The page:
October 6, 2008
Princeton Review Reports Law and Business School Rankings Based on 37,000 Student Surveys
NEW YORK, Oct. 6 /PRNewswire/ -- The Princeton Review -- known for its college rankings based on how students rate their schools -- tomorrow releases the 2009 editions of its annual law and business school guidebooks which also feature rankings uniquely based on student surveys. "Best 174 Law Schools" and "Best 296 Business Schools" (Random House / Princeton Review, $22.95 each, on sale October 7, 2008) each have ranking lists reporting top 10 schools in eleven categories from "Best Professors" to "Best for Career Prospects."
The Princeton Review compiled the lists based on its surveys of 18,000 students attending the 174 law schools and 19,000 students attending the 296 business schools in the books, and school-reported data.
Among the ranking list categories in each book and the #1 schools on them: "Best Professors" Law school: Boston University Business school: University of Virginia "Best for Career Prospects" Law school: University of Michigan Business school: Stanford University "Best Classroom Experience" Law school: University of Texas at Austin Business school: Indiana University-Bloomington "Toughest to Get Into" (the only ranking based entirely on school-reported data) Law school: Yale University Business school: Stanford University Other lists in "Best 174 Law Schools" and the #1 schools on them: "Most Competitive Students" - Baylor University "Best Quality of Life" - University of Virginia "Most Welcoming of Older Students" - City University of New York-Queens College Other lists in "Best 296 Business Schools" and the #1 schools on them: "Greatest Opportunity for Women" - University of Massachusetts-Amherst "Most Family Friendly" - Brigham Young University "Best Campus Facilities" - Bentley College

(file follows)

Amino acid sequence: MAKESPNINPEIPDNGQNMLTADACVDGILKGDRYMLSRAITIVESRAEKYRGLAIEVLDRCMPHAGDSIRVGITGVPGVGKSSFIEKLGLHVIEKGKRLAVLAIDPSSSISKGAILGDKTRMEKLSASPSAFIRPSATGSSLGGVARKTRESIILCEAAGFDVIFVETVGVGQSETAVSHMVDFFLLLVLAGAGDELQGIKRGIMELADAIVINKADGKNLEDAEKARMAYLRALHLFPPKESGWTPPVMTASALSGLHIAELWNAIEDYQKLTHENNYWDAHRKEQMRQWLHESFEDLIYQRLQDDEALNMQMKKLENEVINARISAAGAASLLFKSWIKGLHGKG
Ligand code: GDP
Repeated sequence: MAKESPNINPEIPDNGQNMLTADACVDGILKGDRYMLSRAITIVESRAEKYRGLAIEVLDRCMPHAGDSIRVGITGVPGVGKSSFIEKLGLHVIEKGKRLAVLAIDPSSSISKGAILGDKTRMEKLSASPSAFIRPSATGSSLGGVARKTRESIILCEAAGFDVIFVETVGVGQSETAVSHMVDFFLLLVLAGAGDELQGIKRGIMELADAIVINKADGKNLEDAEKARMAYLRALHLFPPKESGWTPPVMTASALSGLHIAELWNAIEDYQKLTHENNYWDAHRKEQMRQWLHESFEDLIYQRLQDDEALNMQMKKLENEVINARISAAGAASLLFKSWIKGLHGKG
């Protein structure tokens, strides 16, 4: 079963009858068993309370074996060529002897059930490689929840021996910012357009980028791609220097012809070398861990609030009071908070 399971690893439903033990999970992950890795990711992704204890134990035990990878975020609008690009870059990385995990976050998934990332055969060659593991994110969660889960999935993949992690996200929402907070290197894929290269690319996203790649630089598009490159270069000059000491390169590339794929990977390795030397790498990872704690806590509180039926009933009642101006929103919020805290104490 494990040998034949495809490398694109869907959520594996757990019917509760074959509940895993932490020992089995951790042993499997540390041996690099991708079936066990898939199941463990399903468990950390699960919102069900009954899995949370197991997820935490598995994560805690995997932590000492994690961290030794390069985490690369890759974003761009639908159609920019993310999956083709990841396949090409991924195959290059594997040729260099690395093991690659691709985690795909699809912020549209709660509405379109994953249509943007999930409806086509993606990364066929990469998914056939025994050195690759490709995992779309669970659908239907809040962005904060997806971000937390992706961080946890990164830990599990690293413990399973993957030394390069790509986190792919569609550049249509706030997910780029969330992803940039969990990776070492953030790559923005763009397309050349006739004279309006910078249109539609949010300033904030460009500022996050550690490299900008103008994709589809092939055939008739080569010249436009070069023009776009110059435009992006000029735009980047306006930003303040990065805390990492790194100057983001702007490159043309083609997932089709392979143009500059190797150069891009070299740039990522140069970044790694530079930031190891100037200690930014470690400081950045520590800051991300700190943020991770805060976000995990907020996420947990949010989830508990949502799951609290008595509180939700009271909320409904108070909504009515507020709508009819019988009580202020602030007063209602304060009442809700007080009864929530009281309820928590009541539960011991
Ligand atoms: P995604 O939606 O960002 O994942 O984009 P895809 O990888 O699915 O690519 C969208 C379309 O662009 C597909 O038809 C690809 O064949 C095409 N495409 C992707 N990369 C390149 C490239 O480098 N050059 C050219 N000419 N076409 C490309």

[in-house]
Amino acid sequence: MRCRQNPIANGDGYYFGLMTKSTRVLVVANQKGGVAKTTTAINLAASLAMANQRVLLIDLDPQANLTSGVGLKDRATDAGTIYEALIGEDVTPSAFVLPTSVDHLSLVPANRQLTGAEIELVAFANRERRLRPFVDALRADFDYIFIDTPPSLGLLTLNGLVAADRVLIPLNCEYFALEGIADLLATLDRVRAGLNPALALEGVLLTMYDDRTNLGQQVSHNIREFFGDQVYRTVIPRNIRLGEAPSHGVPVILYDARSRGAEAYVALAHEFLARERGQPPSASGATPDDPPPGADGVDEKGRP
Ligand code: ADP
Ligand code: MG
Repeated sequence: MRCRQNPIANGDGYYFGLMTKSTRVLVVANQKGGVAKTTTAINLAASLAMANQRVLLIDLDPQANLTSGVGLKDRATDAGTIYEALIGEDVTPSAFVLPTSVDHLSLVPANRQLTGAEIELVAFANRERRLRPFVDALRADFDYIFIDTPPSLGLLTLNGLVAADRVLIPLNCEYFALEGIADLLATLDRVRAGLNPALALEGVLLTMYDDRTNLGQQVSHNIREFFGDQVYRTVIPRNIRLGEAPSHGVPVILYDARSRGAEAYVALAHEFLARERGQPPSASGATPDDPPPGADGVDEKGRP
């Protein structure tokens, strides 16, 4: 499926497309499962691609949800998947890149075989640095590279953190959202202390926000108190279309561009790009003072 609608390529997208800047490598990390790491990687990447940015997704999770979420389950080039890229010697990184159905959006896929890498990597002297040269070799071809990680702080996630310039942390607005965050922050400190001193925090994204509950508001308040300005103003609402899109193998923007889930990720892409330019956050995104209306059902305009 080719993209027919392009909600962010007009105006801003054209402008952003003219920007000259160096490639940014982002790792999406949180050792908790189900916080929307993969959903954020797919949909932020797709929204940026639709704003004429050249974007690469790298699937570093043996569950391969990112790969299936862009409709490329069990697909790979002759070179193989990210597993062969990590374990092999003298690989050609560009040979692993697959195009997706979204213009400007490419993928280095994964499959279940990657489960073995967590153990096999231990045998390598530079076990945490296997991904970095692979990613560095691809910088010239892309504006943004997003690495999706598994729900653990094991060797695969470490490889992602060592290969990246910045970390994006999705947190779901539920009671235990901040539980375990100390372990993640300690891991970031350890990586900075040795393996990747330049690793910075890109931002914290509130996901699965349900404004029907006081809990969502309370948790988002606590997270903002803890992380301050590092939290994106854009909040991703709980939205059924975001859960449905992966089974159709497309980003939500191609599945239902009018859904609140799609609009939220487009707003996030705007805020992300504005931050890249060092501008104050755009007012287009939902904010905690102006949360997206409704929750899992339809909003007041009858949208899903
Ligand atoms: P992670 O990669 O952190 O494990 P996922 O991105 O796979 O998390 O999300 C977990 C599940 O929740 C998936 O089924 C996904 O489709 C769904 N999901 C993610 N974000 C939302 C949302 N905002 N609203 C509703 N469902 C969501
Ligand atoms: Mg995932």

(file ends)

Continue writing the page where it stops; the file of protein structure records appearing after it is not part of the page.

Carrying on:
Said Robert Franek, VP / Publisher, Princeton Review, "We compile our rankings in multiple categories based on what students report to us about their schools to help applicants decide which of these schools we believe to be academically outstanding will be best for them." The Princeton Review does not rank schools academically or hierarchically in any of its college or graduate school guidebooks.
About the student surveys and the books
The ranking lists are based on surveys of law and b-school students during the 2007-08, 2006-07, and 2005-06 academic years. On average, 100 students at each law school and 65 students at each business school were surveyed for the rankings lists in the new editions of the books. The 80-question survey asked students about their school's academics, student body and campus life, themselves, and their career plans. Most of the surveys were completed online at The Princeton Review's student survey site: http://survey.review.com/. A small percent were paper surveys completed on the campuses.
School profiles in "Best 174 Law Schools" and "Best 296 Business Schools" cover admission, academics, financial aid, campus life and career information. Introductory chapters offer advice on funding the degrees, taking the LSAT and GMAT, applying to the schools and excelling at them.
About The Princeton Review
The Princeton Review is a New York City-based education services company known for its test-prep courses, education programs, admission services, and 200 books published by Random House. Among them are "Best 368 Colleges,""Best 168 Medical Schools" and guides for graduate school admission exams and application essays to business, law and medical schools.
The Princeton Review is not affiliated with Princeton University and it is not a magazine.
The Princeton Review
CONTACT: Jeanne Krier, Princeton Review Books, +1-212-539-1350
Web Site: http://survey.review.com/http://www.jeannekrier.com/http://www.princetonreview.com/